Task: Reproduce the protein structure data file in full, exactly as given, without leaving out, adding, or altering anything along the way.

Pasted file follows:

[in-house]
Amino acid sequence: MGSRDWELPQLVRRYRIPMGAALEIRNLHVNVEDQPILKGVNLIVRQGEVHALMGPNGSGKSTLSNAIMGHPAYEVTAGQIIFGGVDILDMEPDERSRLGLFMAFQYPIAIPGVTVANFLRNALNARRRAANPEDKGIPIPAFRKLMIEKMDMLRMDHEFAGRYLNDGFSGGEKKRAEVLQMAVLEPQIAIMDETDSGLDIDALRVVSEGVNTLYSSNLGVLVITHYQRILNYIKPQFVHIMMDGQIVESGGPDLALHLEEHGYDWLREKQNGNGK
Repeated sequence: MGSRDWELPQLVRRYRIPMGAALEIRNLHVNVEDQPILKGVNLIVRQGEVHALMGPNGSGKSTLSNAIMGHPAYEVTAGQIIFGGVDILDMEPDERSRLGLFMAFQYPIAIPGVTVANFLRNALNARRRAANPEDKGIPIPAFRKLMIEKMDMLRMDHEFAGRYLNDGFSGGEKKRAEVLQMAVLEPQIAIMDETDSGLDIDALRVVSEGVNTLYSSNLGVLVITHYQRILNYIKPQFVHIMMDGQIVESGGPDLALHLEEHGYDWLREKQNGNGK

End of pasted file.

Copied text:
[in-house]
Amino acid sequence: MGSRDWELPQLVRRYRIPMGAALEIRNLHVNVEDQPILKGVNLIVRQGEVHALMGPNGSGKSTLSNAIMGHPAYEVTAGQIIFGGVDILDMEPDERSRLGLFMAFQYPIAIPGVTVANFLRNALNARRRAANPEDKGIPIPAFRKLMIEKMDMLRMDHEFAGRYLNDGFSGGEKKRAEVLQMAVLEPQIAIMDETDSGLDIDALRVVSEGVNTLYSSNLGVLVITHYQRILNYIKPQFVHIMMDGQIVESGGPDLALHLEEHGYDWLREKQNGNGK
Repeated sequence: MGSRDWELPQLVRRYRIPMGAALEIRNLHVNVEDQPILKGVNLIVRQGEVHALMGPNGSGKSTLSNAIMGHPAYEVTAGQIIFGGVDILDMEPDERSRLGLFMAFQYPIAIPGVTVANFLRNALNARRRAANPEDKGIPIPAFRKLMIEKMDMLRMDHEFAGRYLNDGFSGGEKKRAEVLQMAVLEPQIAIMDETDSGLDIDALRVVSEGVNTLYSSNLGVLVITHYQRILNYIKPQFVHIMMDGQIVESGGPDLALHLEEHGYDWLREKQNGNGK